If you plan on going the roof box or luggage rack route, make sure to pack your important or valuable items in a separate bag that will stay inside the car.

Hot Tip:

You might also want to have a small bag with a change of clothes and your essential toiletries in the vehicle as well, so they’re easy to access if you’re overnighting at a hotel. 

Take a Laundry Bag

You’ll likely have very limited access to a washing machine or dryer while on the road. Between washes, bring a spare bag to put your dirty laundry in to keep from mixing anything up with your clean clothing.

That could mean using something as simple as a trash bag, but you can also go the extra mile and opt for a waterproof bag you can use for swimming suits or other wet clothing items. 

Get Your Car Road-ready

Person pouring oil into engine
Image Credit: Tim Mossholder via Unsplash

Making sure your car is reliable and ready to handle long hours on the road is perhaps the most important part of the planning process. If you’re renting a vehicle, you likely won’t have to worry about doing much, as the car you get from the rental agency will probably have been inspected shortly before you get the keys.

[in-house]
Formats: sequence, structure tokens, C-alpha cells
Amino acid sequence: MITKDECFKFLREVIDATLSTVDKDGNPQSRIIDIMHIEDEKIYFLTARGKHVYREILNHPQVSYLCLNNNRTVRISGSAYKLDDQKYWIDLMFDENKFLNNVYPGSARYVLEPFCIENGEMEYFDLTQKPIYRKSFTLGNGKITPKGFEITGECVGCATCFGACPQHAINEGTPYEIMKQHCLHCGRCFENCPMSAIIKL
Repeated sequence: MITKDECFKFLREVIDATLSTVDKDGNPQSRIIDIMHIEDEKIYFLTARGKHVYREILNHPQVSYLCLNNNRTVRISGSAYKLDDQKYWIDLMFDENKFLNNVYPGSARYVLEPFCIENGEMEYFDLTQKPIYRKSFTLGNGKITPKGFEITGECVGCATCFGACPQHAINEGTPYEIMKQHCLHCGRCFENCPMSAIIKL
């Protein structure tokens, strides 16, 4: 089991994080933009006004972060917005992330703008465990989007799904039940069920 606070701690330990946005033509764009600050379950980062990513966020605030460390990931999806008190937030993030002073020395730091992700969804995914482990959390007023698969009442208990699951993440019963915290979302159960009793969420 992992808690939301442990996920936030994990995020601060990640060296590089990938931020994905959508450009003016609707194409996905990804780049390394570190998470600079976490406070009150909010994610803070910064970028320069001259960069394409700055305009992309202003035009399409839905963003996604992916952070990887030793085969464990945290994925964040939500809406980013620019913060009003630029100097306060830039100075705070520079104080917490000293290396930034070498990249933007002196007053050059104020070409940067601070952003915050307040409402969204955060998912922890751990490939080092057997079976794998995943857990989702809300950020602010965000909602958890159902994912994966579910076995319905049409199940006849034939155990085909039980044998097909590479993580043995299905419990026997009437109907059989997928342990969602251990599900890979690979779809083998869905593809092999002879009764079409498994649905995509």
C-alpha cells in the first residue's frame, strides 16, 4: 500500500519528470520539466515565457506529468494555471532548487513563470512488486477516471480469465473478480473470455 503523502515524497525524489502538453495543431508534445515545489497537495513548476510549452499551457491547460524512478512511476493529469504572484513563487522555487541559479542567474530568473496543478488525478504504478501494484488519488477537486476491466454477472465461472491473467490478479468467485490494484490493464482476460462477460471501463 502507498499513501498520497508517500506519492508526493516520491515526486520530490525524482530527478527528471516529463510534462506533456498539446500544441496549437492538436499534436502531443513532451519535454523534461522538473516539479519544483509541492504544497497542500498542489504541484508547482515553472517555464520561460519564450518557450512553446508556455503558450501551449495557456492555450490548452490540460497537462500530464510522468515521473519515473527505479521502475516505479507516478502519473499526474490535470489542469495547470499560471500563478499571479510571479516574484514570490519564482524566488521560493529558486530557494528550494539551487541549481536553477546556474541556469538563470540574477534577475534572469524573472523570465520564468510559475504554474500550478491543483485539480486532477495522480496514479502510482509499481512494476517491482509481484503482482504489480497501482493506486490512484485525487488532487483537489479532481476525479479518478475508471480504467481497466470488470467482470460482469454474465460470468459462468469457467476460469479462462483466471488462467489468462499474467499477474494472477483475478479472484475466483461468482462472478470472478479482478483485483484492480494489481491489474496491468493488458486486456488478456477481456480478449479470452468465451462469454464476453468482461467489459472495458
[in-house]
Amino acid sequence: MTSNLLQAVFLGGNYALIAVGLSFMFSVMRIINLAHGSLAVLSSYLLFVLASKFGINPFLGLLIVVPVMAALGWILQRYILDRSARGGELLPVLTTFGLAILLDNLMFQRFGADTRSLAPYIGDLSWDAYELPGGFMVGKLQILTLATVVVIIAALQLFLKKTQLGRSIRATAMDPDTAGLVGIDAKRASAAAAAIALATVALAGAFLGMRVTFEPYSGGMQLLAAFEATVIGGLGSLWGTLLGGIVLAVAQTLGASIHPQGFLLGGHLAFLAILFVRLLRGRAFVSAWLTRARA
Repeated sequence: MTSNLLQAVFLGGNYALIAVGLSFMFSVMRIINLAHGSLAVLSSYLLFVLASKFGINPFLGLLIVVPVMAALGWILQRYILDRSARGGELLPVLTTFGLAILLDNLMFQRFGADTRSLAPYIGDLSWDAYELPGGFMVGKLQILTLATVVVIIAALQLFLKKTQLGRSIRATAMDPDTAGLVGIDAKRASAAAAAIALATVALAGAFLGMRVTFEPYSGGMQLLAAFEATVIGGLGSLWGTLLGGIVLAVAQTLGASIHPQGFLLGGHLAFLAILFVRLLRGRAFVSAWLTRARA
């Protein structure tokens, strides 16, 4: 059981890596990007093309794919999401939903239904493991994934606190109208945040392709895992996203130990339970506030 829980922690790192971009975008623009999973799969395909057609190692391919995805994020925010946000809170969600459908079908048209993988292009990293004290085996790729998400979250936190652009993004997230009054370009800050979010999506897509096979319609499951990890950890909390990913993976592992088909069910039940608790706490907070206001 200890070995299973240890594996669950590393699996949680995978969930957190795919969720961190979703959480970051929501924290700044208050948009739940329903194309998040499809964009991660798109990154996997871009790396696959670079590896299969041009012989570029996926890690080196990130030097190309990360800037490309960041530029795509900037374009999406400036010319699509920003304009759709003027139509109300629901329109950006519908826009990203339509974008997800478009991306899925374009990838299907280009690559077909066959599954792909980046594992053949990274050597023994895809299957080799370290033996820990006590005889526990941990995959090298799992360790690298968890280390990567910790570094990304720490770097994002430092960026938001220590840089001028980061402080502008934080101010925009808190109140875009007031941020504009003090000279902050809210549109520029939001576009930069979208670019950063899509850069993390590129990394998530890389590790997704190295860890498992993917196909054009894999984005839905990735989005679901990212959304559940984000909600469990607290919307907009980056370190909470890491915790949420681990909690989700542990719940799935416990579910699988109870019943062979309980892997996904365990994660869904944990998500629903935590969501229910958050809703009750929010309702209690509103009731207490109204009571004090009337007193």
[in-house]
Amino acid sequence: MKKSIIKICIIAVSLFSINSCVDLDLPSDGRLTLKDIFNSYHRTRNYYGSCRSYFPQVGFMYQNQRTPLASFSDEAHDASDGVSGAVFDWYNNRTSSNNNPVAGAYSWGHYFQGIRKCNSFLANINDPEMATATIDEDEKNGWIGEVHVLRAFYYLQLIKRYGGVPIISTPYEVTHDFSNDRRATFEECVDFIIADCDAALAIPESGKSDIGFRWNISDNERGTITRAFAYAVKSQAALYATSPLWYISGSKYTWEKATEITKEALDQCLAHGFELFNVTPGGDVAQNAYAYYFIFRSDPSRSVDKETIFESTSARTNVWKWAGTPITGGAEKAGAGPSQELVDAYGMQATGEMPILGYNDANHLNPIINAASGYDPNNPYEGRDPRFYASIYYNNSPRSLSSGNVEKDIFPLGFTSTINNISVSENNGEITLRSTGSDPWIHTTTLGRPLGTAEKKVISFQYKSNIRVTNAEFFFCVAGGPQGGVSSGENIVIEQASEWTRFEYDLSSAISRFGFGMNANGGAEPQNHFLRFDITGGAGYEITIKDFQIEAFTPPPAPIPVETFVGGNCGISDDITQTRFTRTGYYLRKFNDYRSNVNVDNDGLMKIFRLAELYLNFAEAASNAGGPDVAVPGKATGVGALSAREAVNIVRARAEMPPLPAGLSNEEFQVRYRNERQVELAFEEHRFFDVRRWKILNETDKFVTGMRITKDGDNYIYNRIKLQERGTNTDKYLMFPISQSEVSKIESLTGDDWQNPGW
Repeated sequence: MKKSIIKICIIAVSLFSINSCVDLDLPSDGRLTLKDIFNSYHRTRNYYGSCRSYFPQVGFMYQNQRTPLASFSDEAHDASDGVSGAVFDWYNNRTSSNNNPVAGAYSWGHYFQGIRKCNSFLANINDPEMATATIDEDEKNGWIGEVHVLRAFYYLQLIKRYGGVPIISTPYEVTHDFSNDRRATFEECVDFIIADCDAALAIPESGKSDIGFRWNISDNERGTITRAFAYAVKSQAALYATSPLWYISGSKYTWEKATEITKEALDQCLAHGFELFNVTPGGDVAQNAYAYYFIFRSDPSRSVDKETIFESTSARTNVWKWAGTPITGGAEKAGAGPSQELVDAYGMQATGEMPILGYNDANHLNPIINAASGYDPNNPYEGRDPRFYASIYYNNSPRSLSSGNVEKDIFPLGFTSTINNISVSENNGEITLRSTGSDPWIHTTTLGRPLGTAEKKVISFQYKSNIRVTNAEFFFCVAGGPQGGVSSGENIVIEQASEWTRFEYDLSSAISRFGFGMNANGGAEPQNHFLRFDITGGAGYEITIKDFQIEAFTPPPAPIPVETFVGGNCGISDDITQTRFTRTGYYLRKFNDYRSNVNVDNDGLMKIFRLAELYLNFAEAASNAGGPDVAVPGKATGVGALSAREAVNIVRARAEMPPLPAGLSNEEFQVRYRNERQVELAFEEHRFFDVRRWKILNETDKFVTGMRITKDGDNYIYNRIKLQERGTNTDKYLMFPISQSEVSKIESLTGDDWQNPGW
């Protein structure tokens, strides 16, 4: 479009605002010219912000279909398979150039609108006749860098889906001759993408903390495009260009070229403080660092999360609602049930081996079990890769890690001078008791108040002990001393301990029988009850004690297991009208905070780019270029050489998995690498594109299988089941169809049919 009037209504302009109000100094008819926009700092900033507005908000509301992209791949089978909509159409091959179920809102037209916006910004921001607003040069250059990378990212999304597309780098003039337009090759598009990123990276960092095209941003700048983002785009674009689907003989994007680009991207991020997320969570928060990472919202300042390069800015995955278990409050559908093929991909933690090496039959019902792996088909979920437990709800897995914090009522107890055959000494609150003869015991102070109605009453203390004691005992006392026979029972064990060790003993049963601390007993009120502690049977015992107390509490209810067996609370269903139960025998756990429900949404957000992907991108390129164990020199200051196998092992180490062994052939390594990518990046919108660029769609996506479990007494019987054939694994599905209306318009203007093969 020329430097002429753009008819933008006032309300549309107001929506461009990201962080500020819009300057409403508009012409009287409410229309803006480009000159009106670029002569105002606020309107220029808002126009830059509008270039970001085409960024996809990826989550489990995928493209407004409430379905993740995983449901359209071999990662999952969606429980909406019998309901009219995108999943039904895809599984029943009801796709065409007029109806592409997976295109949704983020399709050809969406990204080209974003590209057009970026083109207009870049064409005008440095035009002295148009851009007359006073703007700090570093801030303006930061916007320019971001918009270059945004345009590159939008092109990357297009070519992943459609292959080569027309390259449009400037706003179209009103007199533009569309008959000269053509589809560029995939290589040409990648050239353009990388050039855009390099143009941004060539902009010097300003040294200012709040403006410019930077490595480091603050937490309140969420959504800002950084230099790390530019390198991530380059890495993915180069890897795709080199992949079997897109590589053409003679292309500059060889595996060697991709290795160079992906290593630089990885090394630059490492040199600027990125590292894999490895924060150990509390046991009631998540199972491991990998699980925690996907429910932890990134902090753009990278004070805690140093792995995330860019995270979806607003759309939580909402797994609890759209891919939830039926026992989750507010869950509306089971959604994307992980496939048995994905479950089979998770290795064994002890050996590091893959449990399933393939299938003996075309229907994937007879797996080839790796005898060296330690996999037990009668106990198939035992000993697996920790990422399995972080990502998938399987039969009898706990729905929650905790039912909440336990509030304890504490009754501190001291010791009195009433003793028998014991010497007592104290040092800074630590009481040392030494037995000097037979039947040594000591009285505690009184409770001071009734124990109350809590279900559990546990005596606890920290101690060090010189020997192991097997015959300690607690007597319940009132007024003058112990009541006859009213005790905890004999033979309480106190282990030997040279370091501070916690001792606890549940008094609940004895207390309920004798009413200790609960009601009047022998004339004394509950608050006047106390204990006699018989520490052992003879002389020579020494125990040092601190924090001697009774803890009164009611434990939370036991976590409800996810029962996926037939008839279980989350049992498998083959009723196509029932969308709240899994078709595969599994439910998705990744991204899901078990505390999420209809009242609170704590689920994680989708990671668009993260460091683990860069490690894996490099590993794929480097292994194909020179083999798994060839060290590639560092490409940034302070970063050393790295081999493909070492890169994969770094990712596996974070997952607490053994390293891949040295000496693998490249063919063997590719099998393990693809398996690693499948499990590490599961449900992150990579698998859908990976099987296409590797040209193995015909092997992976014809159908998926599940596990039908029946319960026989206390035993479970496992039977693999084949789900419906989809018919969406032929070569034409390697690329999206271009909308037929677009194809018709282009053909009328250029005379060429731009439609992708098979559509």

However, if you’re taking your own car, there are a few things you’ll want to make sure you do before heading out.

  • Check Your Oil: Make sure you have enough oil and that you aren’t due for a change to make sure your engine runs safely and efficiently.
  • Get a Tune-up and Inspection: Take your car to your trusted mechanic for a look-over to have the brakes and engine checked.